If You Build It, They Will Leave

During the New Deal, Southwest DC was razed to create a “model city” for federal workers. Now the area is being redeveloped again, this time into a gentrified urban playground.

Then

Carl Mydans, 1935

Washington, D.C.

Then

Carl Mydans, 1935

Washington, D.C.

In 1930, the Annual Report of the Public Buildings Commission quoted President Calvin Coolidge’s aspirations for Washington, D.C.: “If our country wishes to compete with others, let it not be in the support of armaments but in making of a beautiful Capital City. Let it express the soul of America.”

While Coolidge spoke of a “beautiful Capital City,” many of D.C.’s poorest residents were living in alley dwellings, the majority of whom were African American. After the Civil War, freed slaves had migrated to D.C. in waves, looking for better opportunities, but a housing shortage would eventually force a majority of the burgeoning African-American population into alley dwellings—cheaply built housing structures on the properties of wealthy white individuals, which faced in toward the alley instead of the street. Blight caused from overcrowding and a lack of sanitation, as well as dominant racist attitudes, created an image of alley life as a “breeding ground for vice and disease,” as President Theodore Roosevelt described these D.C. neighborhoods in a message to Congress in 1904. The federal government oversaw D.C.’s affairs until the early 1970s when it received Home Rule, so its urban blight was an order of national interest. For decades, housing reformers, health advocates, and lawmakers argued that the city should abolish alley dwellings all together.

Alley dwelling near Union Station in Washington, D.C. showing crowded, tiny backyards. Courtesy of Library of Congress
Alley dwellings near the office buildings for the House of Representatives. Courtesy of Library of Congress

During the 1930s, documentary photographers from the Farm Security Administration—including Carl Mydans, Gordon Parks, Esther Bubley, and Edwin Rosskam—documented these often-squalid communities. Some of these photographs appear to be formal portraits of black men and women standing outside their homes; often they stand in their doorways with their whole families, posing for the camera. Other residents seem to have been taken by surprise by the photographer; some hide their faces. Still others are undisturbed by the intruders with their cameras, and go about their daily lives.

To clear out D.C.’s alleys, Congress established the Alley Dwelling Authority (ADA) on June 12, 1934, funded by the Works Progress Administration. The ADA was given the power to convert any inhabited alley into private, public, or commercial use, making it in effect the first local housing authority in the nation. But the ADA was faced with opposition when trying to create low-income public housing for displaced alley dwellers: white residents already living in those communities rejected the idea of living alongside black families.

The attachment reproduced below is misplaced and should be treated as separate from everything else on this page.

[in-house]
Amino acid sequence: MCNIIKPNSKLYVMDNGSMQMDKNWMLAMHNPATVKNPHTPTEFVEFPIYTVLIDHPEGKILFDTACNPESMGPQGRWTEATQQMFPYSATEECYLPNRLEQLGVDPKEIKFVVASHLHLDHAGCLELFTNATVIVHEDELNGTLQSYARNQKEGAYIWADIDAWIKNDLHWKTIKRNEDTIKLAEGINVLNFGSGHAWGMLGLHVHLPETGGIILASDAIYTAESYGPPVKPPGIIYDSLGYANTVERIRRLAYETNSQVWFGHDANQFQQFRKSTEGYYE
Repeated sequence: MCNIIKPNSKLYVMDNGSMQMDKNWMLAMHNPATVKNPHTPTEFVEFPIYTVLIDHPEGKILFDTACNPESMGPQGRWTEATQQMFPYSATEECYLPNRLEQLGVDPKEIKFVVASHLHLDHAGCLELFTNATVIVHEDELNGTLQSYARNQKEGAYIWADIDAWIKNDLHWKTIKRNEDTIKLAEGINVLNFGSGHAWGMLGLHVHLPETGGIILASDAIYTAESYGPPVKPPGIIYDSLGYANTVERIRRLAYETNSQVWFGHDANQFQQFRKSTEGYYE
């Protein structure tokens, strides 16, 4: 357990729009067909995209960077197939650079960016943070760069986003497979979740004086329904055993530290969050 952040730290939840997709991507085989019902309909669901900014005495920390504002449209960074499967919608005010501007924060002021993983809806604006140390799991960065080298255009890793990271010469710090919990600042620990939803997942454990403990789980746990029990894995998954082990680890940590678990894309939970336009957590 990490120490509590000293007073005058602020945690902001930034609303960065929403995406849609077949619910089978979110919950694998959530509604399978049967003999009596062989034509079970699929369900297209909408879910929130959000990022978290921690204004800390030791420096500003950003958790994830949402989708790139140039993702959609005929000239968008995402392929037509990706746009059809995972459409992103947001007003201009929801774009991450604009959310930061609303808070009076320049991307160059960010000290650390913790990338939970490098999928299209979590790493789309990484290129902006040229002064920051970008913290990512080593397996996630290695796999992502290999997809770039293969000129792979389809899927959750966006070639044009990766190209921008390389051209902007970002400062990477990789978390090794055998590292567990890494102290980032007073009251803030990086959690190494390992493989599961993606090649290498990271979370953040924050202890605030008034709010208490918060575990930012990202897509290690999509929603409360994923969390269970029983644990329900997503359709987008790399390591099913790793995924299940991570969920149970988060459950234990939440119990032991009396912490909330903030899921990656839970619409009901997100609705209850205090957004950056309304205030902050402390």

Houses near the Capitol. Government workers didn’t want to live here because of the proximity to alley dwellings. Courtesy of Library of Congress
Slum area near congressional office buildings. Many of these houses have outside toilets. Courtesy of Library of Congress

White residents worked with real estate developers to push back against government development, asserting “that private builders could do a better job providing housing for low-income residents than any public authority,” writes historian Howard Gillette Jr. in his 2006 book Between Justice and Beauty. This along with a growing movement across the country to eliminate so-called urban blight influenced Congress to set up the District of Columbia Redevelopment Land Agency (RLA) in 1945, which was charged with assembling land parcels for resale to private developers to address the “blighting factors or causes of blight” in the city, taking authority away from the ADA

The RLA started by addressing the quadrant of Southwest D.C. It was close to downtown office jobs and included many alley dwellings, so it was seen as having the most potential for being made over as a “model city” for federal workers. After surveying the area, the RLA’s initial plan was to revitalize most of the blighted homes, but the Federal Housing and Home Finance Agency refused to finance the RLA’s rehabilitation plan, preferring to totally rebuild. The RLA went on to create a renewal plan in Southwest which would displace the tight-knit communities of African Americans and Jewish immigrants then living in the area.

An alley dwelling neighborhood near the Capitol. Courtesy of Library of Congress

During the 1940s and 50s, the renewal plan made use of eminent domain: the right of the government to take private property and provide just compensation to the owner under the Fifth Amendment of the Constitution. When businesses sued to keep their properties, claiming the blight did not affect them, a unanimous Supreme Court sided with the federal government in the landmark 1954 Berman v Parker case, which justified the total rebuilding of Southwest and expanded “public use” to integrate social, aesthetic and monetary benefits. Justice William Douglas wrote, “It is within the power of the legislature ... to determine that the community should be beautiful as well as healthy, spacious as well as clean, well-balanced as well as carefully patrolled.” The case expanded the public use limitation on what the government could claim, setting national precedent.

From the early 1950s through the early ‘70s, 99 percent of buildings on 560 acres of land in Southwest DC were razed, displacing 23,000 residents and 1,500 businesses—the largest development effort ever undertaken by the US government at the time of its initiation. Many Southwest residents relocated across the river to the D.C. neighborhood of Anacostia, while others were scattered throughout the city, sometimes ending up in conditions as poor as the ones they had been evicted from.

Southwest D.C. became a prototype for the national urban renewal movement through the 1960s, until strong community opposition and public criticism stopped what writer James Baldwin would later come to call “Negro removal” in an interview with Kenneth Clark in 1963, following a meeting with US Attorney Robert Kennedy and other cultural leaders in an attempt to improve race relations in the country.